Experts answer questions with Johnson & Johnson vaccine on hold

The Wisconsin Department of Health Services (DHS) instructed vaccine providers on Tuesday, April 13 to stop administering the Johnson & Johnson COVID-19 vaccine due to a federal review of adverse side effects reported.

The Centers for Disease Control and Prevention (CDC) and U.S. Food and Drug Administration (FDA) issued a statement saying six cases of a rare and severe type of blood clot have been reported in the U.S. out of 6.8 million Johnson & Johnson vaccine doses given.

As those safety issues are investigated, the vaccine will not be administered. Still, medical experts say people who have already received the single-dose Johnson & Johnson vaccine should not panic.

"It's rare, so people shouldn't be overly alarmed," said Dr. Roy Silverstein, professor and chair of MCW's Department of Medicine.

Silverstein anticipates officials will take their finger off the 'pause' button eventually, but said it's hard to determine when.

Of the near 7 million Johnson & Johnson vaccine doses administered in the U.S., six women between the ages of 18 and 48 have experienced unusual blood clotting in the brain's venous sinuses.

"The syndrome is called cerebral venous sinus thrombosis," Silverstein said. "What makes it unusual is these blood clots have been associated with a low blood platelet count -- the platelets are the cells in the blood that help the blood to clot, so it's a little bit paradoxical or unusual that in the presence of a blood clot, the blood platelet count is low."

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Silverstein said people who received the Johnson & Johnson shot should look for the following symptoms within three weeks of vaccination: severe headache, abdominal pain, leg pain, blurred vision and shortness of breath.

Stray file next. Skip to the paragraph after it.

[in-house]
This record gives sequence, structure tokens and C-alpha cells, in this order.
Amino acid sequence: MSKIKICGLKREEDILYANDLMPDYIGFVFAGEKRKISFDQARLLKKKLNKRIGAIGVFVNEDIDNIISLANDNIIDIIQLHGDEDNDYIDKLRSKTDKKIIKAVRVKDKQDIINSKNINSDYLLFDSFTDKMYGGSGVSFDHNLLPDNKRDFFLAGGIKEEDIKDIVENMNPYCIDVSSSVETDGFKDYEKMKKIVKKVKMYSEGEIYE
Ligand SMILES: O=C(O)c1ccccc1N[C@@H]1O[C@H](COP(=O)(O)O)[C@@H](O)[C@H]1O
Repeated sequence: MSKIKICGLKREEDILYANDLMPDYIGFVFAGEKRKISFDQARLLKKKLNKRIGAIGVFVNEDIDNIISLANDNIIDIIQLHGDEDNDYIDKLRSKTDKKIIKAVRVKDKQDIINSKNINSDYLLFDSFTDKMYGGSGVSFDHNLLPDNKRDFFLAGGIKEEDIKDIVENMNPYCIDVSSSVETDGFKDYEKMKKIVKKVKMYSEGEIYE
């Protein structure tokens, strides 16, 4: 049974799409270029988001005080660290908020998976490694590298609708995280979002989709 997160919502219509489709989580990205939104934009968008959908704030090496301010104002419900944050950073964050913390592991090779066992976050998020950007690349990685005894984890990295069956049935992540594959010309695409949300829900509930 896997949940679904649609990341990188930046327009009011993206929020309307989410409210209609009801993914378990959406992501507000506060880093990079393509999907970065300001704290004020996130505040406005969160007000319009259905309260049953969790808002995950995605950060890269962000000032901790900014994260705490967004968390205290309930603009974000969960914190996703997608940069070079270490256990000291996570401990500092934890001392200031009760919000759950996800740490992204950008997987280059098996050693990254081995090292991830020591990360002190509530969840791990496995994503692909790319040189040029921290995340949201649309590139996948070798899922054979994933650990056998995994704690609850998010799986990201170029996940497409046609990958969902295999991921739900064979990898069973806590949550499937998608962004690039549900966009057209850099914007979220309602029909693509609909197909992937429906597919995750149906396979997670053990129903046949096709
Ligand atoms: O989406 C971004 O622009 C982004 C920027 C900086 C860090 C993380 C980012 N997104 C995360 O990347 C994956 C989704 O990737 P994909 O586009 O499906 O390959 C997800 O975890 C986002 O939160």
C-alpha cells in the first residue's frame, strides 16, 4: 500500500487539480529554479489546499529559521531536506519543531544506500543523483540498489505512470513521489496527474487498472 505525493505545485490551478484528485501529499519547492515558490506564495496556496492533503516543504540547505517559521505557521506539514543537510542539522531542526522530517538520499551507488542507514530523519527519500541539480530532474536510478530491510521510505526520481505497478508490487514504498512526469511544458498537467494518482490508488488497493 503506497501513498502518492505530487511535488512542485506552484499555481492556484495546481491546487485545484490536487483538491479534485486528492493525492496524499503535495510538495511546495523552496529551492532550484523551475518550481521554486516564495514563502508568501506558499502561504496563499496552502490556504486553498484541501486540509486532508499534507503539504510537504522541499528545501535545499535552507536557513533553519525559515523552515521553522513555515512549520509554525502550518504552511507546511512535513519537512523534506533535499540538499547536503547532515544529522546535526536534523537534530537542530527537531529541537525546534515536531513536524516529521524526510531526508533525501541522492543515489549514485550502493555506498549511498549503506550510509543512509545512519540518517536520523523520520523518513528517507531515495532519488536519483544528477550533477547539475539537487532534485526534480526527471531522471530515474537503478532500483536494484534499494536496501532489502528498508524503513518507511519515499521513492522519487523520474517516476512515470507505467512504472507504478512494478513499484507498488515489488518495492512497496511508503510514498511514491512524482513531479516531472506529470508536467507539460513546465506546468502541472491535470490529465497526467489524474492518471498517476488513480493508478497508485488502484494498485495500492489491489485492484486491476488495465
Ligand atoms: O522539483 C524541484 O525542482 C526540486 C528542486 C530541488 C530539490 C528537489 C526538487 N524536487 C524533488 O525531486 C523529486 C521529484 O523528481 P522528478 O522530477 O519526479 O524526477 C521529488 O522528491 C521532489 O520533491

"This is a very rare complication and we're not expecting to really see any more of these cases," said Silverstein.

Marwa Bakr, pharmacist and owner of Infinity Pharmacy in Milwaukee, said severe symptoms should not be confused with typical reactions that subside within 12-24 hours of vaccination.

"If they get symptoms like nausea, body aches, chills, one to two days after the vaccine, this is totally normal," Bakr said.

Johnson & Johnson COVID-19 vaccine

After administering 100 Johnson & Johnson doses last week and about 50 more this week, Bakr will now turn her focus to doling out the Pfizer vaccine. 

"You know the main thing is we want everybody to get vaccinated. No matter what type of vaccine. We want the community to get vaccinated and everybody to be safe," said Bakr.

The pharmacist said part of the appeal with the Johnson & Johnson vaccine among her customers was, of course, it is just one dose.

Bakr said remaining Johnson & Johnson doses can last up to three months in the refrigerator. She has about 55 doses that are on-hold until new guidance is determined. 

Infinity Pharmacy, located at 2700 S. 60th Street in Milwaukee is accepting walk-ins during business hours for those who wish to receive the Pfizer vaccine.

If you experience any of the severe symptoms above, you are encouraged to contact your doctor or an urgent care clinic.

Johnson & Johnson vaccine pause impacts Milwaukee County clinics

With Pfizer and Moderna doses still on the table, Milwaukee County officials remain optimistic about vaccine supply moving forward.